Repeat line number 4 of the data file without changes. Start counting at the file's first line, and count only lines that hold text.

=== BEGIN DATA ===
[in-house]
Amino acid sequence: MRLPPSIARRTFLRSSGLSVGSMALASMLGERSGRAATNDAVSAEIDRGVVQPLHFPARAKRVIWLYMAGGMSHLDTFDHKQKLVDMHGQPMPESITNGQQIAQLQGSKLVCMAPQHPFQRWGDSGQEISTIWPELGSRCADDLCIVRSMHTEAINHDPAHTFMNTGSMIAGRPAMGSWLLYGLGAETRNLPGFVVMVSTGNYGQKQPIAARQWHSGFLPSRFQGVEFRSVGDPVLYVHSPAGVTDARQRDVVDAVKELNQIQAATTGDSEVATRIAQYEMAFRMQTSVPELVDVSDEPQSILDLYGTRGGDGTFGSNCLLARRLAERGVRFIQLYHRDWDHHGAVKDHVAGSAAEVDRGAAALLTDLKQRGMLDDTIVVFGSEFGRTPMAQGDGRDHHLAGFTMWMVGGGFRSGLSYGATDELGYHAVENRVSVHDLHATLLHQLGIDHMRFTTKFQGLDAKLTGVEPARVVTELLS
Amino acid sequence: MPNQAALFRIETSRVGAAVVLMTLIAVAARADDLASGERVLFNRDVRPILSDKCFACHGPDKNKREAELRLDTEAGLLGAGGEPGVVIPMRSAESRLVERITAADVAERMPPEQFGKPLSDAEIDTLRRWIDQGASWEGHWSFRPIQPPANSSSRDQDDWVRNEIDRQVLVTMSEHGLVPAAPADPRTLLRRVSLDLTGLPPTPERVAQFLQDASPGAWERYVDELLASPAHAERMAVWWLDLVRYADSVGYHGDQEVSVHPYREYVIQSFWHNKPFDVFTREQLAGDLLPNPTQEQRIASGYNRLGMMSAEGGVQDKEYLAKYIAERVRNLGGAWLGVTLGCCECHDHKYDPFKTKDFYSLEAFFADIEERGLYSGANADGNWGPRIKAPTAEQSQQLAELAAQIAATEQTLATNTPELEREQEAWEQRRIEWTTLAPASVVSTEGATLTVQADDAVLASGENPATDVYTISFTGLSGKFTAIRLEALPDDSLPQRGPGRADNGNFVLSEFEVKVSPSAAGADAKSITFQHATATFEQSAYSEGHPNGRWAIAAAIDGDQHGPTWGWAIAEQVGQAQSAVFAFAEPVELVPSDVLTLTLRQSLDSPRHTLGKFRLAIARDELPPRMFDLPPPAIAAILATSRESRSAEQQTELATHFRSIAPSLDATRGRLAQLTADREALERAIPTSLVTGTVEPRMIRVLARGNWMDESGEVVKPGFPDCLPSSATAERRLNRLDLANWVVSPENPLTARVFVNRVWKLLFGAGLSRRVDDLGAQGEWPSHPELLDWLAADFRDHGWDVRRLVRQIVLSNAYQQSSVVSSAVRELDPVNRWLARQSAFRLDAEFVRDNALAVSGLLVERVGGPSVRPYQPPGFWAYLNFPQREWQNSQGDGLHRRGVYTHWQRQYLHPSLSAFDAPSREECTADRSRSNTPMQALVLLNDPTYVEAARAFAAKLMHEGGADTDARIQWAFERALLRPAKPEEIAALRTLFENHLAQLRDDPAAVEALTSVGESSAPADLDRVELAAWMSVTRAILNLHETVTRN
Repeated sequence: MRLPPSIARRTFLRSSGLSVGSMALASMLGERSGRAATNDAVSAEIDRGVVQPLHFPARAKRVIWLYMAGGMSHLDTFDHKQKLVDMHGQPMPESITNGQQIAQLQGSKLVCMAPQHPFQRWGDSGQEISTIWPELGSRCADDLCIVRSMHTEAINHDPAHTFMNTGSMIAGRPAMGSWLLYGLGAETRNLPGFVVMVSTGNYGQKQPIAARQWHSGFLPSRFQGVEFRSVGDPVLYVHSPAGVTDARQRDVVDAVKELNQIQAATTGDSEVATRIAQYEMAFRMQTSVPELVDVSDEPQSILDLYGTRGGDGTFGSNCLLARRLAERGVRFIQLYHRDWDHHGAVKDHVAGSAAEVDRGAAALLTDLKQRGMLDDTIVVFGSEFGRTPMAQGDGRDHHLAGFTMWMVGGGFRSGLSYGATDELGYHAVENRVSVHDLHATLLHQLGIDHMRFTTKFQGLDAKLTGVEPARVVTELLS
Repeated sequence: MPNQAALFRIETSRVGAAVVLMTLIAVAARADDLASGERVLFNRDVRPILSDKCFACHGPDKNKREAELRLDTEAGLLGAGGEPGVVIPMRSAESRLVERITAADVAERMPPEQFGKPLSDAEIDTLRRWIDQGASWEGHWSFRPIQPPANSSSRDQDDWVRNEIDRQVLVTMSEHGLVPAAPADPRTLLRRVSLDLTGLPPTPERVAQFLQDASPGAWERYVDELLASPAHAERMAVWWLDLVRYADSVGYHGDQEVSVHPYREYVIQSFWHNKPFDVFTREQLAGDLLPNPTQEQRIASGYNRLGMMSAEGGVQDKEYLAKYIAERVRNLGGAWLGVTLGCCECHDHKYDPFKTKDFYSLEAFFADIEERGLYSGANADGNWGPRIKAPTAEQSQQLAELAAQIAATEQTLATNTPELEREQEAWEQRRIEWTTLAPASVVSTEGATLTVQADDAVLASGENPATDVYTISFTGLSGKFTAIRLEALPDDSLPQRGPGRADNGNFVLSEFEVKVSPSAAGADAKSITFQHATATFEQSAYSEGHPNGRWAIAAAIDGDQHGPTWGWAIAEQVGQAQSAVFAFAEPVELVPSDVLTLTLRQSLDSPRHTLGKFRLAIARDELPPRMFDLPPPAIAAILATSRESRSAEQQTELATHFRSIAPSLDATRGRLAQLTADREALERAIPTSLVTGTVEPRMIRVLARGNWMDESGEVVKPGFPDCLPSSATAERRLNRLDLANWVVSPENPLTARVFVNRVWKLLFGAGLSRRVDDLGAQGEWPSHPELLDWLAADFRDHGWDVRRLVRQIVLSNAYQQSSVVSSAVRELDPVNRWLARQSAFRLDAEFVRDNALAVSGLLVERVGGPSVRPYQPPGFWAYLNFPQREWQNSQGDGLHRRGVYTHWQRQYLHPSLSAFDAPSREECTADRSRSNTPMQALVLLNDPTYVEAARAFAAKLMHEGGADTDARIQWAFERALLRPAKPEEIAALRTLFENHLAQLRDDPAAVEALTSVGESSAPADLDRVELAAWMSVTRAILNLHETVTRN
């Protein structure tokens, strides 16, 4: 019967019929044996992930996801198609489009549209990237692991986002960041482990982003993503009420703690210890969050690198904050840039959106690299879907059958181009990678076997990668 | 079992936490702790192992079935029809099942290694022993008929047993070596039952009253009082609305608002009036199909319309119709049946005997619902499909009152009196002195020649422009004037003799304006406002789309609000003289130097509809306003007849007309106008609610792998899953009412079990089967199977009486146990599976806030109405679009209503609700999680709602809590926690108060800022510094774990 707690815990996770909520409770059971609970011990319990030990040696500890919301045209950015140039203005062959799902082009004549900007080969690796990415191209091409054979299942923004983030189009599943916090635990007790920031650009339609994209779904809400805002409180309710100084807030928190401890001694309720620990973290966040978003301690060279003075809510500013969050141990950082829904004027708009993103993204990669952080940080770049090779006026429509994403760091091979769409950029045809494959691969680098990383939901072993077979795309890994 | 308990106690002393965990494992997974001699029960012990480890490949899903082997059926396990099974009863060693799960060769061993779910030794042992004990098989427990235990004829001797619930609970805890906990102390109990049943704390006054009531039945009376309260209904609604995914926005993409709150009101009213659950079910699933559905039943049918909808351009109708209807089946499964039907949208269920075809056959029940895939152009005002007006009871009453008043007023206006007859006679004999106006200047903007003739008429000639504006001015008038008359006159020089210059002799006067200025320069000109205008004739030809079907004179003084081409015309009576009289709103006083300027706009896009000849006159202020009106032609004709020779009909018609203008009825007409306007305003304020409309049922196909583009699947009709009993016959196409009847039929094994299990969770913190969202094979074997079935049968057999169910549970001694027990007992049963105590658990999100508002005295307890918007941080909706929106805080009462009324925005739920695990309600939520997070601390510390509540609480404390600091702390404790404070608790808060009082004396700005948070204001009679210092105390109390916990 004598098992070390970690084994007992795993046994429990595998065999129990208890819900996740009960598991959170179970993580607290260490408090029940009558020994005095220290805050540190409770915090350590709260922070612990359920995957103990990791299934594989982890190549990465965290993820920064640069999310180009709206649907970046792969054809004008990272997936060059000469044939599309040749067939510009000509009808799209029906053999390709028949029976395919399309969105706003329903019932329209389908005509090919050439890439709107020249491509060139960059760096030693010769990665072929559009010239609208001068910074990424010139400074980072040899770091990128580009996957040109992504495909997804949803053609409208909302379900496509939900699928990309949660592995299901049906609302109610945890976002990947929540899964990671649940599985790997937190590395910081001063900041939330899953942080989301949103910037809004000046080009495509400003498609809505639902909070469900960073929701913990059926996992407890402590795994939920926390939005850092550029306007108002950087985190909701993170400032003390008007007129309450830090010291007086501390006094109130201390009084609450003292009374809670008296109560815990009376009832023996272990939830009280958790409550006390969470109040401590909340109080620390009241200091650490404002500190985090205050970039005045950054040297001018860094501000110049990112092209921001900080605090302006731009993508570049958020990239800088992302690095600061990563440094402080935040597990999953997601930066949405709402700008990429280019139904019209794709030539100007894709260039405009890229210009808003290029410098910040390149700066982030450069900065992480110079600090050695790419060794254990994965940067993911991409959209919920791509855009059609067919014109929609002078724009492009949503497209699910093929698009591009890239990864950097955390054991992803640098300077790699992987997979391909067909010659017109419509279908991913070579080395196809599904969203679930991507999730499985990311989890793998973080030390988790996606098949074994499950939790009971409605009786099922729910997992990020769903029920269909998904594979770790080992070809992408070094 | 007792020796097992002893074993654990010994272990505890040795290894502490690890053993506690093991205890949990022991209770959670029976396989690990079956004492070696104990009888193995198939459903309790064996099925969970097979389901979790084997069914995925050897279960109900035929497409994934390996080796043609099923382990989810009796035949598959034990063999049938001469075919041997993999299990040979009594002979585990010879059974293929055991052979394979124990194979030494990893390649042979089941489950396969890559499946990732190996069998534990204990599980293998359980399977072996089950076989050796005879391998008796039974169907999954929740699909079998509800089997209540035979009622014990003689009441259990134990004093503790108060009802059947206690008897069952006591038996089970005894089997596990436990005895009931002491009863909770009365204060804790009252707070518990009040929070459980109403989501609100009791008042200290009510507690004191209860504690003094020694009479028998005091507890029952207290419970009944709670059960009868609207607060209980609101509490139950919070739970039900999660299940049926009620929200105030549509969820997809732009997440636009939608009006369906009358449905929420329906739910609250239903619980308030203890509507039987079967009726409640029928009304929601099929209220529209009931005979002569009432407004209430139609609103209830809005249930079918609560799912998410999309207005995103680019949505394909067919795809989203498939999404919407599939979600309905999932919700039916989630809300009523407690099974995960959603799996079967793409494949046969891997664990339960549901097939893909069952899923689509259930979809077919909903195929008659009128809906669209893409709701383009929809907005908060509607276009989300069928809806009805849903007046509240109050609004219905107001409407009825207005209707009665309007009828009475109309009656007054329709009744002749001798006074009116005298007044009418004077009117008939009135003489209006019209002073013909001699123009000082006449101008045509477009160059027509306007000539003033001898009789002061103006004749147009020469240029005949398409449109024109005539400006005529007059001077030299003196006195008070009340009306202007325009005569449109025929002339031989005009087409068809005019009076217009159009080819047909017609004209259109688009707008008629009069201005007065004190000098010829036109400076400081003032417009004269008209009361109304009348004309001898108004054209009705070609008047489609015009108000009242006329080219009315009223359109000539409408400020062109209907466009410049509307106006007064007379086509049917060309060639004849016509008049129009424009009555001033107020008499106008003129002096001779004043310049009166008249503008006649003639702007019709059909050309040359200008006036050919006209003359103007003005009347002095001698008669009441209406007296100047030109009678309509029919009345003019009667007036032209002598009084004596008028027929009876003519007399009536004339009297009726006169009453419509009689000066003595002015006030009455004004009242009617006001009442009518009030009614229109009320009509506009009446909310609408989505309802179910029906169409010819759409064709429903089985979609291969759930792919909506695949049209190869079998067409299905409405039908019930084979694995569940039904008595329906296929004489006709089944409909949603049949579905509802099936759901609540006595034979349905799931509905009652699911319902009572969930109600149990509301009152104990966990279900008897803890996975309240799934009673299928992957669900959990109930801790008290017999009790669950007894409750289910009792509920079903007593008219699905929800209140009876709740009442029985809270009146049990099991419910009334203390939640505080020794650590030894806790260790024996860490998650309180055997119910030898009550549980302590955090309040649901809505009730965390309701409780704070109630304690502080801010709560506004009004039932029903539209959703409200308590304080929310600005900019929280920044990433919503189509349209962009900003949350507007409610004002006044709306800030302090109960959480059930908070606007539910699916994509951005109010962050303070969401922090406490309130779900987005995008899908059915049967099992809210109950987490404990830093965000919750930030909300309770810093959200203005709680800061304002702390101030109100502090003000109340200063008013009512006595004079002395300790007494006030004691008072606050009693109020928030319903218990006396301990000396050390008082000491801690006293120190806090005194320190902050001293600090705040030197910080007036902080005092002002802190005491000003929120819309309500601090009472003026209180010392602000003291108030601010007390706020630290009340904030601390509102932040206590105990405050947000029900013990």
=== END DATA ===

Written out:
Repeated sequence: MRLPPSIARRTFLRSSGLSVGSMALASMLGERSGRAATNDAVSAEIDRGVVQPLHFPARAKRVIWLYMAGGMSHLDTFDHKQKLVDMHGQPMPESITNGQQIAQLQGSKLVCMAPQHPFQRWGDSGQEISTIWPELGSRCADDLCIVRSMHTEAINHDPAHTFMNTGSMIAGRPAMGSWLLYGLGAETRNLPGFVVMVSTGNYGQKQPIAARQWHSGFLPSRFQGVEFRSVGDPVLYVHSPAGVTDARQRDVVDAVKELNQIQAATTGDSEVATRIAQYEMAFRMQTSVPELVDVSDEPQSILDLYGTRGGDGTFGSNCLLARRLAERGVRFIQLYHRDWDHHGAVKDHVAGSAAEVDRGAAALLTDLKQRGMLDDTIVVFGSEFGRTPMAQGDGRDHHLAGFTMWMVGGGFRSGLSYGATDELGYHAVENRVSVHDLHATLLHQLGIDHMRFTTKFQGLDAKLTGVEPARVVTELLS